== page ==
A symposium presented by:
Robert L. Bettinger, University of California Davis
Christopher Morgan, Utah State University
Institute of Vertebrate Paleontology and Paleoanthropology
Beijing, Peoples Republic of China
August 23-25, 2010
9:00 am, Room 602
Drs. Bettinger and Morgan will present a symposium on current methods and theoretical approaches used in modeling prehistoric foraging behavior. Dr. Bettinger will present topics relating to the theme “Does Culture Matter?” Dr. Morgan will discuss topics relating to the theme “Stone Age Economics”. Combined they will present models derived from behavioral and evolutionary ecology, culture transmission theory, hunter-gatherer case studies and data from the Western Loess Plateau in Gansu Province. Each of the models in the symposium deliver alternative ways of predicting, modeling and testing hypotheses about the evolution of human foraging behavior using archaeological materials.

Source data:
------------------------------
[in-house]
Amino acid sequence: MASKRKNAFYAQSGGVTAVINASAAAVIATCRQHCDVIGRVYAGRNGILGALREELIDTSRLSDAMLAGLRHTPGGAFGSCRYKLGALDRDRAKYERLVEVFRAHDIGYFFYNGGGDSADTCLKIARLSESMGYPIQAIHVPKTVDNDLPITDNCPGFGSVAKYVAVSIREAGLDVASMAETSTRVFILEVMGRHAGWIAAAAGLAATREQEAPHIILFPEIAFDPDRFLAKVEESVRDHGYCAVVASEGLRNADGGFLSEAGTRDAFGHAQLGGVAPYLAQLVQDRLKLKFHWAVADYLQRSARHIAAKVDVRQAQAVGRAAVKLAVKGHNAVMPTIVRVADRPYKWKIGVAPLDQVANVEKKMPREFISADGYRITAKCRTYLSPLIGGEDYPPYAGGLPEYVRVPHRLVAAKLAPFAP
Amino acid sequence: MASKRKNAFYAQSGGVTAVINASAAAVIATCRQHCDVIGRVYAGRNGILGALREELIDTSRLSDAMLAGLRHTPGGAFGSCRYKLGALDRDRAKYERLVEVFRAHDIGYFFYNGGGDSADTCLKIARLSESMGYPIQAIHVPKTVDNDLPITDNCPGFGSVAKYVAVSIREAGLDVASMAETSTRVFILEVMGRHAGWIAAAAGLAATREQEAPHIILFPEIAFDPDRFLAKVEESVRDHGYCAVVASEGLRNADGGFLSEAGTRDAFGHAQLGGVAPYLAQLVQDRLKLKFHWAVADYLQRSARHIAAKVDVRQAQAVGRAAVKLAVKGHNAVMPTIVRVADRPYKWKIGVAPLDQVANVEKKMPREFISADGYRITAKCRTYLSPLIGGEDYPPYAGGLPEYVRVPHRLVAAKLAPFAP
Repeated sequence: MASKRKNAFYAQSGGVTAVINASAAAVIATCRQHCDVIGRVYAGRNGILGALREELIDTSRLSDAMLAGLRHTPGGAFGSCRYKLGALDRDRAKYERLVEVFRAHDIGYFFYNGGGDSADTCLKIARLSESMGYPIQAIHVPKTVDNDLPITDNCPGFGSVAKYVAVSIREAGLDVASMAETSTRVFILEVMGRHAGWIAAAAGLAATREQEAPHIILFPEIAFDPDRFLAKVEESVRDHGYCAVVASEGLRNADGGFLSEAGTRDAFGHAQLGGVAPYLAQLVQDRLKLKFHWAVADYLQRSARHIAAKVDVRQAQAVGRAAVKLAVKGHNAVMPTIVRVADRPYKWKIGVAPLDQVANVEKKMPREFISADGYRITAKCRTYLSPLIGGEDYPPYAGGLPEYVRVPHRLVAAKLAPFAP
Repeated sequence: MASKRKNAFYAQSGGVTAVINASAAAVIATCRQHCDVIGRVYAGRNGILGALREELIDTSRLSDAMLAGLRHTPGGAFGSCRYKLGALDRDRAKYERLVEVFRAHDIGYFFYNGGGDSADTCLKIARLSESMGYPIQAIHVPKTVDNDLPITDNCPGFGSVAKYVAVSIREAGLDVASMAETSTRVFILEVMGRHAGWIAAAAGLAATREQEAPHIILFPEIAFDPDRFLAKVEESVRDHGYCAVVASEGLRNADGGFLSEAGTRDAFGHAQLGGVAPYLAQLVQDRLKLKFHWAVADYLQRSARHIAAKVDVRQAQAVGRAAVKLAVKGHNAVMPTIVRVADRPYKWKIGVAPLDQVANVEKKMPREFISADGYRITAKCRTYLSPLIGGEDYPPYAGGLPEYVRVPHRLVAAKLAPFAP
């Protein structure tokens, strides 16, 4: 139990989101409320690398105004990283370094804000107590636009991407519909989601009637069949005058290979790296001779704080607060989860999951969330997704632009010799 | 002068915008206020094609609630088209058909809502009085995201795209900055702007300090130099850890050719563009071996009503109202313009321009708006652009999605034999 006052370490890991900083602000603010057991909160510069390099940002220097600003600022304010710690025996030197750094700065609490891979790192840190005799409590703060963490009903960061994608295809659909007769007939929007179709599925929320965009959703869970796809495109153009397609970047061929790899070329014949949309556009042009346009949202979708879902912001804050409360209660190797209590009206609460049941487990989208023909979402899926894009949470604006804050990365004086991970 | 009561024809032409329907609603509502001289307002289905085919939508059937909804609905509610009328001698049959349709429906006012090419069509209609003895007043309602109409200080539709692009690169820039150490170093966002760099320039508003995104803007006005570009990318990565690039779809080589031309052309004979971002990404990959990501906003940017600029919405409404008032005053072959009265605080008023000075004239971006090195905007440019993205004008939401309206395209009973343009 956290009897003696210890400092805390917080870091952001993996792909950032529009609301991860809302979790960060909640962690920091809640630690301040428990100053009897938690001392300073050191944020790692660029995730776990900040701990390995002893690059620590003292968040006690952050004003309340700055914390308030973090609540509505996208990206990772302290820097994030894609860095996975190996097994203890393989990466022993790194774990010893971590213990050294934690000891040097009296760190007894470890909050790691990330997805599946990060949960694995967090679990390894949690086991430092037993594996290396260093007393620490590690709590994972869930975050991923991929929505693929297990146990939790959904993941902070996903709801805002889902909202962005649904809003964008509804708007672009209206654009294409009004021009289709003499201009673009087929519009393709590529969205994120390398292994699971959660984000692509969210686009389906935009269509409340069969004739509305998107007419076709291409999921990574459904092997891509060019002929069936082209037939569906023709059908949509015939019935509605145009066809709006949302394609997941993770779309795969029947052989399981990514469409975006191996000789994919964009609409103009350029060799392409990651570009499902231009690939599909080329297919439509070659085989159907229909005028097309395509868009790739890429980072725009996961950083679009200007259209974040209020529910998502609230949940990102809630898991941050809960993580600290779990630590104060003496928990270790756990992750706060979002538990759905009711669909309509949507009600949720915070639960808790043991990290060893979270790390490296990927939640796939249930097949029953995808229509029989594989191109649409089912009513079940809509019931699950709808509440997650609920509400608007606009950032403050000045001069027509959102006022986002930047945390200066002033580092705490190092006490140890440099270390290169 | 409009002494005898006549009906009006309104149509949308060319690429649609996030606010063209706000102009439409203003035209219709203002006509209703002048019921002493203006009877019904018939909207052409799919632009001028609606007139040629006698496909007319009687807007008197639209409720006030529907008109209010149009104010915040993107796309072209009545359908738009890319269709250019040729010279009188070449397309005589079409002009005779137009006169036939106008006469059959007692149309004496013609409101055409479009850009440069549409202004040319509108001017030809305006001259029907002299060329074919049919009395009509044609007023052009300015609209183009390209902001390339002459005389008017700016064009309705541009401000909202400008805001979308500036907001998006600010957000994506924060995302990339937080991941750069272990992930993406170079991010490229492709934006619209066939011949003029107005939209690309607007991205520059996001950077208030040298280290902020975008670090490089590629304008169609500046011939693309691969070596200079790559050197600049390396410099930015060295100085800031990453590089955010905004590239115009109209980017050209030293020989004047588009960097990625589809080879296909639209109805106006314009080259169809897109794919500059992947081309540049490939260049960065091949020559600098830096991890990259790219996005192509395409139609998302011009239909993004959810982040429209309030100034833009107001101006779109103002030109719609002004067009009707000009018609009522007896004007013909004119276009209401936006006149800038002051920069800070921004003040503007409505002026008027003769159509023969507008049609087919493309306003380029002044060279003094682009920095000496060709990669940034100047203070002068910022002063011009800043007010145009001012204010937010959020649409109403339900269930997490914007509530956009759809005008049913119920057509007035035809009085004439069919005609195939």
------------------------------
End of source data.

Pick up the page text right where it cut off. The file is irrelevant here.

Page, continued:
August 23: Behavioral and Evolutionary Ecologies
Bettinger: The Diet Breadth Model
Morgan: Central Place Foraging
August 24: Two Approaches to Prehistoric Economics
Bettinger: Front Versus Backloaded Strategies
Morgan: Risk and Uncertainty
August 25: How Culture Affects Foraging
Bettinger: Frequency Dependent Coordination
Morgan: The Middle and Upper Paleolithic on the Western Loess Plateau
Robert Bettinger is Professor and Chair of the Department of Anthropology at the University of California, Davis. He is a world-renown expert on hunter-gatherer archaeology and the author of numerous articles, monographs and books on the subject.
Christopher Morgan is Assistant Professor and Graduate Director of the Anthropology Program at Utah State University. He is an expert on the archaeology of hunter-gatherers living in marginal environments and has been published in several international research journals.